When designing the plant special emphasis was laid on simple process engineering and robust design of the units and plant components.  As a matter of course the requirements of modern safety technology (such as explosion protection) were also taken into account.  The entire plant can also be executed as an open-air design if desired.


The gravity counterflow classifier was designed for the severe operating conditions  and optimized empirically. The operator can adapt the classifier speed, and therefore the separating efficiency,  to a wide variety in the composition of the waste woods by a manual flap. The only point which requires monitoring is the level of material in the catchpot below the classifier.
The cyclone was designed for minimum pressure drop, velocities and wear while simultaneously providing maximum capture efficiencies. Even fine-grained sand, which is inevitable with wood and bark waste due to the use of bulldozers and other heavy plant equipment, is reliably removed. Although no appreciable wear has up to now been discovered in the cyclone, the wearing zones are replaceable.
Below the cyclone, a flow smoothing chamber is installed and in this way a pressure seal achieved via the knife edge lock in the direction of material extraction. Together with the material in the smoothing chamber the knife edge lock reliably prevents any backflow of air, which even in small quantities would cause a considerable degradation of the capture efficiency. Blocking of the knife edge lock is reliably avoided by the arrangement of the rotary vane dividers and the cutting edges on the casing. Should however the lock exceptionally become jammed due to oversize or foreign bodies, these can be removed via a reversing control after the alarm has been given and transport then recommenced when the obstacle has been removed.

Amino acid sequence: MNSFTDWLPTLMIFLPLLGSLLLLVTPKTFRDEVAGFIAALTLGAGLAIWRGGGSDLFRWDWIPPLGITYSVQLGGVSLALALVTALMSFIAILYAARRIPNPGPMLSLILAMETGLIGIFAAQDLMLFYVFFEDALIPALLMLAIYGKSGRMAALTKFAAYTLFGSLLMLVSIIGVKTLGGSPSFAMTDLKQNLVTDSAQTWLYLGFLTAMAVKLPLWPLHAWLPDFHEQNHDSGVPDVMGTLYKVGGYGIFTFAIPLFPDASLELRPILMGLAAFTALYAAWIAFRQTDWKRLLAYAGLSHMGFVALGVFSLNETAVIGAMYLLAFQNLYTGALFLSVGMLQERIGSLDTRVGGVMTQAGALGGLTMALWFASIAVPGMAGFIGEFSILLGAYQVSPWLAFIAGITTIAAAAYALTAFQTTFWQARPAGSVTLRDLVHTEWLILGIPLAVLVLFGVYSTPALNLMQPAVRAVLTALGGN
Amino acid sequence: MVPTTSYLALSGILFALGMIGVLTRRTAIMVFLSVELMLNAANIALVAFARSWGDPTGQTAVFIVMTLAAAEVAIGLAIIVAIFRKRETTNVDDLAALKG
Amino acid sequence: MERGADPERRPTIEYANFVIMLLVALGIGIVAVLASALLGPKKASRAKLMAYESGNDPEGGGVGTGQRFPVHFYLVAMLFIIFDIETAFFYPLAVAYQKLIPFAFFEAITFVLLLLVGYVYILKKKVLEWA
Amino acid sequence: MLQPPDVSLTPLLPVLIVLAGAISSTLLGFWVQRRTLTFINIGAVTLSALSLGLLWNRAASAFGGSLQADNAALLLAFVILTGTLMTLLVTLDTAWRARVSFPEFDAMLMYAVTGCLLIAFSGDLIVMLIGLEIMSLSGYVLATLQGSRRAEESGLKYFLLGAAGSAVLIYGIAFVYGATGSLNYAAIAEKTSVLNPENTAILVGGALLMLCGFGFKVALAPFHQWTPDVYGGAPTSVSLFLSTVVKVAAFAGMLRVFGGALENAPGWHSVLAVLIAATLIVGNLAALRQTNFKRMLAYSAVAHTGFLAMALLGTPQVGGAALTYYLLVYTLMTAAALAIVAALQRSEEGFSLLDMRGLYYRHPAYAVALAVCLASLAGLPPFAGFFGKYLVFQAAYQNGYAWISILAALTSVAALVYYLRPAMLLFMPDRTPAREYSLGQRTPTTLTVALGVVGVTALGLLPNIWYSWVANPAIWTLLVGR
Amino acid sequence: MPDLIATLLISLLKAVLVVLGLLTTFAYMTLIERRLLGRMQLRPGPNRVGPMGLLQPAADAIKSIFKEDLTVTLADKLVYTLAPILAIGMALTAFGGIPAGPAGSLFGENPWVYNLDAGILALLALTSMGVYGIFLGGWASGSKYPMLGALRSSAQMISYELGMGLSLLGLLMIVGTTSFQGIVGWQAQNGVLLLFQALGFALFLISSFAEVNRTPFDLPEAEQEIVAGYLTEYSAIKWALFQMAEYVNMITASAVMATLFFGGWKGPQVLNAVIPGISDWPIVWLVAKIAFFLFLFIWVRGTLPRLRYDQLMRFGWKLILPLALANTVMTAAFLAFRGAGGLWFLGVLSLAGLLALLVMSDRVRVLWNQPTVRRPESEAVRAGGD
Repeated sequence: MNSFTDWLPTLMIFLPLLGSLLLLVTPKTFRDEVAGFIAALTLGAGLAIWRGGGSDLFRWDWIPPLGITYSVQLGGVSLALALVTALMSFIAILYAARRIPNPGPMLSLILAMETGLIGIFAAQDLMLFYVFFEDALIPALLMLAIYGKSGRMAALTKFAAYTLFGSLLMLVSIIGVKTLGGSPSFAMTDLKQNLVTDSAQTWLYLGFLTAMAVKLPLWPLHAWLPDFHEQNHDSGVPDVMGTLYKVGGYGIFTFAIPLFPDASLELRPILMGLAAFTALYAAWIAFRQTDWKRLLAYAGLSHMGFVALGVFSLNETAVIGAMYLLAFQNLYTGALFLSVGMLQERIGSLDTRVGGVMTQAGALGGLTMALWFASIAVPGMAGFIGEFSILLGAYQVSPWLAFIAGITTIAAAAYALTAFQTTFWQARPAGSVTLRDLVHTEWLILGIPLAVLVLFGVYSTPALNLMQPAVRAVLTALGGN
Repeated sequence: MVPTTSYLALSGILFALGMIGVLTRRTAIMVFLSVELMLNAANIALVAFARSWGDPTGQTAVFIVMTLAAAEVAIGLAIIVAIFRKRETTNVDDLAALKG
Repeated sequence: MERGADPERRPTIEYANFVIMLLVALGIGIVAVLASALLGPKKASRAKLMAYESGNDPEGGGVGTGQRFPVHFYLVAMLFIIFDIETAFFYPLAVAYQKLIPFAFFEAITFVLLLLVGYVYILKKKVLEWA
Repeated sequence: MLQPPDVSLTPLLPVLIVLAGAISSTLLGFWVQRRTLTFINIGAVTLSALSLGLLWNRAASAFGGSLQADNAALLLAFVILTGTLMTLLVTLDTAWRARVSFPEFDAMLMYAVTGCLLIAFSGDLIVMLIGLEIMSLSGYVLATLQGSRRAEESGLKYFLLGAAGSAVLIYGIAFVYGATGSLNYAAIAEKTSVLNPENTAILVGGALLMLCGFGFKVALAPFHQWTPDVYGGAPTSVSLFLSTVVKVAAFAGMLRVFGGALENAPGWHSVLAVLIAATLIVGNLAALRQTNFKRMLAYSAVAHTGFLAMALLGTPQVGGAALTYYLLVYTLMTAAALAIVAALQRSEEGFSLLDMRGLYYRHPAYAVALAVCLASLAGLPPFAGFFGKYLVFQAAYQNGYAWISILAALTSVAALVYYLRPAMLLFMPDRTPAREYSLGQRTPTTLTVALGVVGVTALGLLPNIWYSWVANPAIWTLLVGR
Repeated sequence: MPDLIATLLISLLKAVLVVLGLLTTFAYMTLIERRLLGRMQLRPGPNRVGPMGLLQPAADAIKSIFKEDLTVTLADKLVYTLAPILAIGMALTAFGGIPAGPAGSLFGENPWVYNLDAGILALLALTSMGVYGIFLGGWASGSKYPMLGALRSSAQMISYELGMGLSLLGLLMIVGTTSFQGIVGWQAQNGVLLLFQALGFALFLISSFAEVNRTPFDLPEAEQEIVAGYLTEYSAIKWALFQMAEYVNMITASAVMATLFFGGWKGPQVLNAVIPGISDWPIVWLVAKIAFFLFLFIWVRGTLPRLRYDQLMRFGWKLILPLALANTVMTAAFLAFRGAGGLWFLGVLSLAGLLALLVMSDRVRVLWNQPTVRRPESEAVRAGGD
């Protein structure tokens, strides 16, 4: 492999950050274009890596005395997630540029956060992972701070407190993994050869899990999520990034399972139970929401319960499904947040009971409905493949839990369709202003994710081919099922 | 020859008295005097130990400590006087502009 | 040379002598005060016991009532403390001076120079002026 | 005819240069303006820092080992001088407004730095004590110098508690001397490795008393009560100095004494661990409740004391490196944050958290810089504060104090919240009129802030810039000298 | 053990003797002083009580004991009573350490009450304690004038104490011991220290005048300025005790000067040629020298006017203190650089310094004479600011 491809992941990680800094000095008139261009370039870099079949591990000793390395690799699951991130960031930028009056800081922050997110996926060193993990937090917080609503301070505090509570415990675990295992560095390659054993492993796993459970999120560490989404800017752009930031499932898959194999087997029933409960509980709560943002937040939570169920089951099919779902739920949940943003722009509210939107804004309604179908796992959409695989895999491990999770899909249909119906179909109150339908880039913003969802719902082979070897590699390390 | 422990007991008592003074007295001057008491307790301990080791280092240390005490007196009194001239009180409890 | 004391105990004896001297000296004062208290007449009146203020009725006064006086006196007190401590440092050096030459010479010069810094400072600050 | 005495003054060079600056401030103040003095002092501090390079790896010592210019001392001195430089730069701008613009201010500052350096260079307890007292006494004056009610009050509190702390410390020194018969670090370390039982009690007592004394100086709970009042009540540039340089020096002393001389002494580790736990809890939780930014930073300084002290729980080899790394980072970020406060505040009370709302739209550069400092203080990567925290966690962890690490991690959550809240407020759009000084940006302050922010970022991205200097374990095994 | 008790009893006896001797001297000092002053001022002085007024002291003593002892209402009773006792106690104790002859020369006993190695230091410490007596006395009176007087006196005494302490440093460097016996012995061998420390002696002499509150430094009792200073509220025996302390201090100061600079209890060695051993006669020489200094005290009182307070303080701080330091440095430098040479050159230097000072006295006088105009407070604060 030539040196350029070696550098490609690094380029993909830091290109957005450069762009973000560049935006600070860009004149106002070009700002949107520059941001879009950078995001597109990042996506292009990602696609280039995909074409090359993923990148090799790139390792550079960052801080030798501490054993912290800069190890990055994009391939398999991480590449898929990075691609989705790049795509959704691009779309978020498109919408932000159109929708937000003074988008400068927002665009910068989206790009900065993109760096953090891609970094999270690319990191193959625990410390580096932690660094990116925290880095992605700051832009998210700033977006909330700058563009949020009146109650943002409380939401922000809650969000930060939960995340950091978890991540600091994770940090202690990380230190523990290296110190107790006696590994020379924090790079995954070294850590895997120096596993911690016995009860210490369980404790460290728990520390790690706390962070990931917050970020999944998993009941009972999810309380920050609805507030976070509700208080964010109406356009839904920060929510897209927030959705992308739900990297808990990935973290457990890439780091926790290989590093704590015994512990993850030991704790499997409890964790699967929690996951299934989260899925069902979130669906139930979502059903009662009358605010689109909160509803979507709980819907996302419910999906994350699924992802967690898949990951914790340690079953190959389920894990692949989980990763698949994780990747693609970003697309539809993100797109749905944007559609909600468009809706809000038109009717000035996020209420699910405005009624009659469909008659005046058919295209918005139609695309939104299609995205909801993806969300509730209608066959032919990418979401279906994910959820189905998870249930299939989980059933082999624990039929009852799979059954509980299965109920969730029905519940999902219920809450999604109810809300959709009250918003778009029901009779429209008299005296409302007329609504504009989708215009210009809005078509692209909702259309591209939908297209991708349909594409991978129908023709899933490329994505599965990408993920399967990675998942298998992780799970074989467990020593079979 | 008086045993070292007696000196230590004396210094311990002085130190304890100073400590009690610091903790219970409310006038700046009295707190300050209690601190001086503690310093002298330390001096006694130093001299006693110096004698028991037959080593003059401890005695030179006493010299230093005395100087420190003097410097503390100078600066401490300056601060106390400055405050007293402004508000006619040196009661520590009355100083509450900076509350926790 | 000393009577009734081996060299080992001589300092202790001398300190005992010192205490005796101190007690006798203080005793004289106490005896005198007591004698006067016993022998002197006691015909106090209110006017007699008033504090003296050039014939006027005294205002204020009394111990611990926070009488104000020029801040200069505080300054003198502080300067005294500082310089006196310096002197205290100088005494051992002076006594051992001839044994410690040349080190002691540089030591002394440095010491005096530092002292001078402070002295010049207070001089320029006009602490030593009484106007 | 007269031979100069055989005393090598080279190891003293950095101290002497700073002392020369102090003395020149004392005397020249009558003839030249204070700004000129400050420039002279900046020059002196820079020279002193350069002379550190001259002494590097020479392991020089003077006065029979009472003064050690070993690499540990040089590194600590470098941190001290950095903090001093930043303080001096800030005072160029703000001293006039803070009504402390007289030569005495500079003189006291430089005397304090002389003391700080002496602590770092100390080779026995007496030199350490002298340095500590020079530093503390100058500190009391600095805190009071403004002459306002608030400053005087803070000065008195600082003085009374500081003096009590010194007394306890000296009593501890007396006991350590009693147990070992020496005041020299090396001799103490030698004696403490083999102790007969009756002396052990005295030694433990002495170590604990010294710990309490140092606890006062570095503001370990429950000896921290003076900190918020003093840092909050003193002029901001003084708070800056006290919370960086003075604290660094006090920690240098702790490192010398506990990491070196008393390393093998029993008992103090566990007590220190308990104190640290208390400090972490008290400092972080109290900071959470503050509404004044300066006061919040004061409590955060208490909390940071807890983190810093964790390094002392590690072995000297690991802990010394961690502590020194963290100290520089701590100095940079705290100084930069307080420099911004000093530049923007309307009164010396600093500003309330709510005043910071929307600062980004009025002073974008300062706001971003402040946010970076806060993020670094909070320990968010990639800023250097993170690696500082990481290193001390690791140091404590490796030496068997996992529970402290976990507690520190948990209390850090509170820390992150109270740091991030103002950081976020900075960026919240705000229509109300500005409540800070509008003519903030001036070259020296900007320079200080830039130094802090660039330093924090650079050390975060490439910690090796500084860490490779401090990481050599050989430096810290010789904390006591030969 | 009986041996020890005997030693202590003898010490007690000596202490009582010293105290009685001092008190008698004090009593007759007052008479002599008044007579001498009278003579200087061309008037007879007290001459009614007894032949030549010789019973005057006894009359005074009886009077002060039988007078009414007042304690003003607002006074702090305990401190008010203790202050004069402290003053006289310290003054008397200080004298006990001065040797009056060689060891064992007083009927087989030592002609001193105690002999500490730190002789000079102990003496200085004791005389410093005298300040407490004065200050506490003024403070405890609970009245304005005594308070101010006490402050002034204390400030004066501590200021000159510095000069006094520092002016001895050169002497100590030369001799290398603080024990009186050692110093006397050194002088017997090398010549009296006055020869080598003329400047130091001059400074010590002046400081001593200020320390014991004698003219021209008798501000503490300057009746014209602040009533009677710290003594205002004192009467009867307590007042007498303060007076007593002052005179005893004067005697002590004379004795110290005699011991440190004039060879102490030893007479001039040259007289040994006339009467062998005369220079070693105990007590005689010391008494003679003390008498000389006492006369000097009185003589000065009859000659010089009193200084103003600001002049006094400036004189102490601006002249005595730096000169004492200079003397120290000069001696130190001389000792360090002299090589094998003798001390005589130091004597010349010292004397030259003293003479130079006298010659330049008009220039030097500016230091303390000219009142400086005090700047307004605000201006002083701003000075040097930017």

The feeding tee is formed in such a way that on the one hand, a troublefree material admission into the transport line can be maintained, which is assisted by the air injection nozzle, and on the other a technically favourable air flow with a relatively low pressure drop is attained.

3. Advantages of the selected plant configuration

What are then the special advantages of the plant described here? They can be briefly summarized as follows:

Since the re-equipment of existing combustion plants for co-combustion is possible without high investment costs, the technology described represents an interesting extension of the combustion possibilities for a plant.

4. Operational experience with the experimental plant

As has already been said, the new system was constructed on the basis of experience with the experimental plant. The following statements could be verified as results of the trials lasting for over a year.
The plant has been very largely troublefree in operation on account of the simple and reliable technology. An important step towards troublefree operation was the relocation of the fan into the bypass. Before this decisive improvement, the material to be transported was sucked directly over the fan. In spite of armouring,  wear restricted the life of the fan impeller to as little as 2 weeks or less. Fig. 5 shows such an impeller after one week of operation.